Friday, August 26, 2011

Bernanke speech at Jackson Hole

As expected, Fed chair Ben Bernanke didn't introduce any new proposals during his speech in Jackson Hole.  Real time economics provides highlights of his speech.  Will the Fed introduce QE3 at some later date as some economists, such as Nouriel Roubini have suggested?  Bernanke has emphasized that the his primary criteria that would lead him to implement another round of QE is fears of deflation (as was the case in late 2008 prior to QE1 and in 2011 prior to QE2).  Given that most measures of inflation are close to the Fed's target, QE3 is unlikely any time soon.  While some have criticized Bernanke, claiming that his policies will lead to high inflation, he continues to express the goal of keeping inflation at about 2% over time (a goal he first proposed in the 1990s).  In fact, some economists have suggested that he raise his target for inflation to 4%; an idea rejected by Bernanke (so he gets criticized for possibly contributing to high inflation and for keeping it too low).  Greg Mankiw provides a defense of Ben Bernanke.  As he expressed today, Ben Bernanke recognizes the limits of monetary policy, that the Fed cannot ensure economic growth on its own, particularly sustained economic growth over time.  At the same time, it plays a critical role in dealing with extreme financial distress or preventing deflation.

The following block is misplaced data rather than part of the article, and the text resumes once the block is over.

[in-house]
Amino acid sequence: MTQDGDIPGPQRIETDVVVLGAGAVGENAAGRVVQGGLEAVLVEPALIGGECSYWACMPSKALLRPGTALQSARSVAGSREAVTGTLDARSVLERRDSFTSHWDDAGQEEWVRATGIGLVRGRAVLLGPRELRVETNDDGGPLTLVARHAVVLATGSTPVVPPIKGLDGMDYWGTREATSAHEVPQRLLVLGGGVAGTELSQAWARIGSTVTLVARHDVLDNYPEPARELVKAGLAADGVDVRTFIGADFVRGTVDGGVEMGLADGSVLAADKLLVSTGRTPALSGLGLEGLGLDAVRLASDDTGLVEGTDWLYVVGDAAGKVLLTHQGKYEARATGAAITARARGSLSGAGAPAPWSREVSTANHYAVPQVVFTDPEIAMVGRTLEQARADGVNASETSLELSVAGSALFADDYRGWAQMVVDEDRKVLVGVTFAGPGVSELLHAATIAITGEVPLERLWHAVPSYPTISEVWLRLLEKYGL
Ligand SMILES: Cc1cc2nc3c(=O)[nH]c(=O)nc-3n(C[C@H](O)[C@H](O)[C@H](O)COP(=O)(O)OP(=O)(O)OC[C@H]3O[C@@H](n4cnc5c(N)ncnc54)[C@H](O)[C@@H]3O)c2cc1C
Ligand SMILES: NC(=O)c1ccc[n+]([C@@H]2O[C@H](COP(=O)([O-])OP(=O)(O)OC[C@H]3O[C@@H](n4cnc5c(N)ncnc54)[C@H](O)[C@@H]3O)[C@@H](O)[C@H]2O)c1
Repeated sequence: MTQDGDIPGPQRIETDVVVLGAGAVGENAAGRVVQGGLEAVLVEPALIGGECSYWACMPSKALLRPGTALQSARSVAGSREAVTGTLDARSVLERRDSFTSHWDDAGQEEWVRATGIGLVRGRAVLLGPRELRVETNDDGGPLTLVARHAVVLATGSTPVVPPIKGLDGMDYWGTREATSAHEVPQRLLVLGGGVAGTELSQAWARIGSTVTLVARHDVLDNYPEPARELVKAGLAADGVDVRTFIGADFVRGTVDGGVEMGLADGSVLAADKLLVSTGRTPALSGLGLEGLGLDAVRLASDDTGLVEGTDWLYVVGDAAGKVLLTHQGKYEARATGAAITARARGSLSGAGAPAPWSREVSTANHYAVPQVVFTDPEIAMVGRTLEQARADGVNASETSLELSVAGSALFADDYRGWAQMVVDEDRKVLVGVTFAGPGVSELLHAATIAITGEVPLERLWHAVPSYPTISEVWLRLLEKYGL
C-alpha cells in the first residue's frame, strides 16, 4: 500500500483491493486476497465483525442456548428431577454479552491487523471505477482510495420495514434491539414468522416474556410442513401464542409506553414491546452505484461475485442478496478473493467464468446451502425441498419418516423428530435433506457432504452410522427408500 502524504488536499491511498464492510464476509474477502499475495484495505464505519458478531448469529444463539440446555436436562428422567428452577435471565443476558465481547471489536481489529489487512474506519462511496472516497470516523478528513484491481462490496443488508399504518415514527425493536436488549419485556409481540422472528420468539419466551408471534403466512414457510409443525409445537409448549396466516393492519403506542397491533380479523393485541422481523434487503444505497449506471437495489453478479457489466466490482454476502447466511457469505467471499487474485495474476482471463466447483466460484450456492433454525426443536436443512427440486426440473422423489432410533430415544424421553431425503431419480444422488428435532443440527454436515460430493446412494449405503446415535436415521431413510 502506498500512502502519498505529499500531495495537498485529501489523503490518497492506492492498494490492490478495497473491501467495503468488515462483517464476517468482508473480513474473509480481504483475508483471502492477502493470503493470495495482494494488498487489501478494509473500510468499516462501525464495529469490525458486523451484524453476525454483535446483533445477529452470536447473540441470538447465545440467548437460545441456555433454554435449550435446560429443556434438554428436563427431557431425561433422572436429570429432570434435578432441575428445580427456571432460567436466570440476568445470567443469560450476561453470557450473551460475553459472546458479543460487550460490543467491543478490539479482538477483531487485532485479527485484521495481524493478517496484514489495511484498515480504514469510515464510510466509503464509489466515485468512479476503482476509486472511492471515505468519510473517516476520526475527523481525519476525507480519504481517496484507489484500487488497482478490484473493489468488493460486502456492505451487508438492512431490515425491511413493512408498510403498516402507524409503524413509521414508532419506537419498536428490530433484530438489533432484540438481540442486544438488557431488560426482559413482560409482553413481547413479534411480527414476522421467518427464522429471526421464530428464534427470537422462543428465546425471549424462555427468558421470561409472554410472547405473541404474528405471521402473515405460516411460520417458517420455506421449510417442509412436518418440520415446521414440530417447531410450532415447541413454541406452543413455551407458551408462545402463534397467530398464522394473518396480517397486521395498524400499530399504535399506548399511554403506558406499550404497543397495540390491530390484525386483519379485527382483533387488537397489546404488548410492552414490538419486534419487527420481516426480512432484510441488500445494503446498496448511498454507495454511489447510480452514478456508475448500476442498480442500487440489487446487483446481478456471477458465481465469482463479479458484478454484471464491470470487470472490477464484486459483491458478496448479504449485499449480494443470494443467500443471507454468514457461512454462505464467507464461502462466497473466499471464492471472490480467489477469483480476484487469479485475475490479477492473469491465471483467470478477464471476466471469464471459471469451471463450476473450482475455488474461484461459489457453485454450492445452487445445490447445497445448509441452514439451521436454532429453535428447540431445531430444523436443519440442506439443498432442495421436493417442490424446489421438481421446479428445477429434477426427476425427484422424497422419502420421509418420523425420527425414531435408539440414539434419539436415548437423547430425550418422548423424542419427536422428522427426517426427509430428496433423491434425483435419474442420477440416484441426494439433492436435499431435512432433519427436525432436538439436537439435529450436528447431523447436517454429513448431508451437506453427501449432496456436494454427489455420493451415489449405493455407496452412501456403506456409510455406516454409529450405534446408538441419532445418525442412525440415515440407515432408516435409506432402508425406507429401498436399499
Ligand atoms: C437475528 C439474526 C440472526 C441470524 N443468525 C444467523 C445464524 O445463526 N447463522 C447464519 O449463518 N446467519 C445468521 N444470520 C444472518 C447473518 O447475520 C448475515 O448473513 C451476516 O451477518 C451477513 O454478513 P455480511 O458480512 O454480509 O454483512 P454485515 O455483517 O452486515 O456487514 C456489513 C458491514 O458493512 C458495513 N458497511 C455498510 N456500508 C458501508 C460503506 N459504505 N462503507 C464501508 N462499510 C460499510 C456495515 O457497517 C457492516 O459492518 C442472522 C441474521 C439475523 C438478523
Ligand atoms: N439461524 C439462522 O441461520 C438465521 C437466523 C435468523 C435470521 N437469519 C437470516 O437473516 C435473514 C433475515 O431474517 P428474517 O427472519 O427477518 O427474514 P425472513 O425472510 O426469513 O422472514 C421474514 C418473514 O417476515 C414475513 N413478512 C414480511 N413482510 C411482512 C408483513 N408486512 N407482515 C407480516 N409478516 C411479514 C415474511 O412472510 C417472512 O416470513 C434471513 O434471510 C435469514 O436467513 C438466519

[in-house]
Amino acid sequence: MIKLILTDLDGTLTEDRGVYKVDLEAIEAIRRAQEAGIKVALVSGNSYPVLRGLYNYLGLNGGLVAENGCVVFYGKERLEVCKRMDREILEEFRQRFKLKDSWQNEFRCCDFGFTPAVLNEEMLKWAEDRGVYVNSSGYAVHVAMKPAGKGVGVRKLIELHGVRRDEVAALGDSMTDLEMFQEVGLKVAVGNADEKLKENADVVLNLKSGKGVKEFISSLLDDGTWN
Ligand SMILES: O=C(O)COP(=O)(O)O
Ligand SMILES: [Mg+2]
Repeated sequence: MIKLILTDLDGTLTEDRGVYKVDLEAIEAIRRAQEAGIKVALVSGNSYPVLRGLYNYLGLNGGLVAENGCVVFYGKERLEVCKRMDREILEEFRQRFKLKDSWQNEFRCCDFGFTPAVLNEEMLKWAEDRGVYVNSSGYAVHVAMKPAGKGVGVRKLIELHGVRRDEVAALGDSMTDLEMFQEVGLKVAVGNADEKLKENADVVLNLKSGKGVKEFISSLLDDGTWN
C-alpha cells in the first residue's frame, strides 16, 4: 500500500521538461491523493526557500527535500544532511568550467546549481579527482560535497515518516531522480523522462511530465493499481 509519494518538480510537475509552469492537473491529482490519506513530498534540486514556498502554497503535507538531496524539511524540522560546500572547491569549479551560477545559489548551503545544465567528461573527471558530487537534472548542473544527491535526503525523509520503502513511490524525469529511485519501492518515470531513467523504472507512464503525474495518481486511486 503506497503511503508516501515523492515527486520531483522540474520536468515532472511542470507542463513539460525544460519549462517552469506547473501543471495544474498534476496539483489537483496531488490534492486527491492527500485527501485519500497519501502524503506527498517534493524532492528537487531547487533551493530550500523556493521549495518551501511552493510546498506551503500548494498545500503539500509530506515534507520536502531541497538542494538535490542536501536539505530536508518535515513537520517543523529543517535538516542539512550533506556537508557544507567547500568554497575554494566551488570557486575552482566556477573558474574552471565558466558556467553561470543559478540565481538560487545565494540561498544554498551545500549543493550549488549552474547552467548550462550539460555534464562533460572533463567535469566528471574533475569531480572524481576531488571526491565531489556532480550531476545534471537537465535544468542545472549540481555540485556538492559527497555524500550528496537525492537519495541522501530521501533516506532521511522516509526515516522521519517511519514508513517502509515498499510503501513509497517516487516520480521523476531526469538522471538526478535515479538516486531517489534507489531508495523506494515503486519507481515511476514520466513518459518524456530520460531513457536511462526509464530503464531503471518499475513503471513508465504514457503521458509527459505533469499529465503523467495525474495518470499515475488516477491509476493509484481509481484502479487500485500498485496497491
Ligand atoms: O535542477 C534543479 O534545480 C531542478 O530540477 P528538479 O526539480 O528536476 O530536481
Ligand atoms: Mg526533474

What about previous rounds of QE?  Most economists strongly supported the first round of QE, which followed the approach suggested by Milton Friedman when an economy experiences a financial crisis.  It accomplished its goal of stabilizing the financial system and preventing deflation (returning the economy back to normal would have been nice, but was not an expected outcome of the first round of QE).  QE2 was more controversial.  Virtually all of the new reserves introduced by the Fed remained in banks rather than circulating in the economy.  Banks used it to build up excess reserves; the Fed's $600 billion in purchases of treasuries was accompanied by a little more than a $600 billion increase in excess reserves (see change in excess reserves from November to June).  Thus, new money is not flooding the economy, meaning fears of very high inflation are unfounded (unless the Fed allows the reserves to flood the economy at some point in the future).  However, when short-term interest rates are so low, many investors or speculators take on more risk in search of higher returns, leading to potential bubbles in some assets.  Thus, though low interest rates are desirable in trying to stimulate economic growth, there are risks to such a policy if kept in place for too long.

There's been no more difficult time to implement monetary policy than today, given the after effects of the financial crisis, sovereign debt crises, ongoing economic weakness, etc.  In addition, the heated political environment poses an additional challenge to being chair of the Fed, particularly if he has any interest in visiting Texas!